User Acceptance Testing, also known as UAT (or UAT testing), in a nutshell, is a procedure of ensuring that a solution works for the user. “User” is the key term here. This is critical because they will be the ones using the software on a daily basis.
The testing phase has been broken down into several different facets and styles of testing as the software development life cycle has become more complex and stringent (or, in the case of agile, more lightweight).
Who Should Be a Part of The User Acceptance Testing Process?
The most relevant peer group to include in UAT tests is your software’s “actual” end users. Every role and stakeholder group should be represented, which means that members of each group should be chosen for the UAT team.
Role of Business Analyst In UAT
The business analyst plays an important role in the UAT because he is well-versed in the functionality and business procedures. Prior to creating the proper test cases, all of the validations must be checked. The UAT test cases include not only the product’s capabilities, but also other elements of the product such as the system environment, potential faults, and how to deal with flaws and mistakes.
The UAT test cases must be designed by the business analyst and system tester taking into account all possible scenarios. The business analyst must take references from SRS, BRD, FRD, uses cases, user stories, design decision documents, functional design documents, basically from whichever documents have been prepared throughout the SDLC while creating these test cases.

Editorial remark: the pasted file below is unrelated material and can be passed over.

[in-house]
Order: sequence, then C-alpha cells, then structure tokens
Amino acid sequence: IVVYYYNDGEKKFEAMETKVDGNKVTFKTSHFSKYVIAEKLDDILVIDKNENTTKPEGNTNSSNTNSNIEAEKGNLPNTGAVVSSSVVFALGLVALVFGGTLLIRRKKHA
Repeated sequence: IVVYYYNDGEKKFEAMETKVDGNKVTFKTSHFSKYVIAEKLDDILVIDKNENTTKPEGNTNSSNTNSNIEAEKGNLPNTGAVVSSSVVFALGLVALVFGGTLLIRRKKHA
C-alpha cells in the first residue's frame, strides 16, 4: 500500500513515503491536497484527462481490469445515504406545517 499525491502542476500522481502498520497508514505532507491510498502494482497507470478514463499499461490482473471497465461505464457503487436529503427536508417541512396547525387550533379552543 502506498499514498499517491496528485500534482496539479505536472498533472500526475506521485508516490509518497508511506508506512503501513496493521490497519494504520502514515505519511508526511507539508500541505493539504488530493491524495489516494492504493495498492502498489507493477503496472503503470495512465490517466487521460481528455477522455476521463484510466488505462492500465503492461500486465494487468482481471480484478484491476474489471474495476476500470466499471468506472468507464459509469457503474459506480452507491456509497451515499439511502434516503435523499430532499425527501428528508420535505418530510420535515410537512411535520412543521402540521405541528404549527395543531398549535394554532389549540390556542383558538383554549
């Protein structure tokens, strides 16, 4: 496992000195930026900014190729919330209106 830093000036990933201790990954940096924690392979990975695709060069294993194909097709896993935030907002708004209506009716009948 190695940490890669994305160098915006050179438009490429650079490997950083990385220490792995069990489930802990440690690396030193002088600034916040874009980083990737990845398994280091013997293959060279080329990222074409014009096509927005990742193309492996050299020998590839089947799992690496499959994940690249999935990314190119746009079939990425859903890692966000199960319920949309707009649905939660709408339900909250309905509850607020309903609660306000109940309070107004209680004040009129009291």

He or she can, at the very least, provide assistance on system behavior and describe situations that could be tested. They may be asked to review test scripts and aims, and in some cases, they may be asked to organise and handle the user acceptance testing process.
Because it’s essential that the company owns the tests and believes that passing business acceptance testing actually means the product is fit for purpose, the business analyst role in UAT should be limited to coordination.
Getting Started With UAT In 5 Simple Steps
1. Have a clear idea of what you mean by “done”
First and foremost, you must specify and write down the criteria that will be used to determine whether a piece of software is complete. This type of checklist is often referred to as the “Definition of Done” (DoD), a term popularized by scrum. It’s critical for the team’s success that everyone agrees on what “done” means.
2. Have a set of requirements for each feature
Each feature you want to test should have its own set of requirements. These would most likely be collected in the form of user stories in modern software stores. For these criteria, the precise objects and medium may differ. A whiteboard with post-it notes or a sophisticated project management application could be used. What matters is that you document the specifications for each of the application’s intended features.
3. Make a list of test cases
It’s time to write test cases for each feature based on the Definition of Done and the functionality requirements. Each test case focuses on a single application usage scenario. It usually consists of a series of actions that the user — or a representative of the user — can take, followed by a response.
4. Carry out the tests
The next step is to actually run the tests once the test cases are in place. The tester will perform the required actions for each of the test cases and record the results. If a defect is discovered by the user, it must be corrected as soon as possible. After that, the user repeats the test.
5. Obtain the client’s approval
Finally, the aforementioned proverbial thumbs-up is required. When everything is working properly, the user/client/customer representative signs off, indicating that the application meets their requirements and is ready to use.
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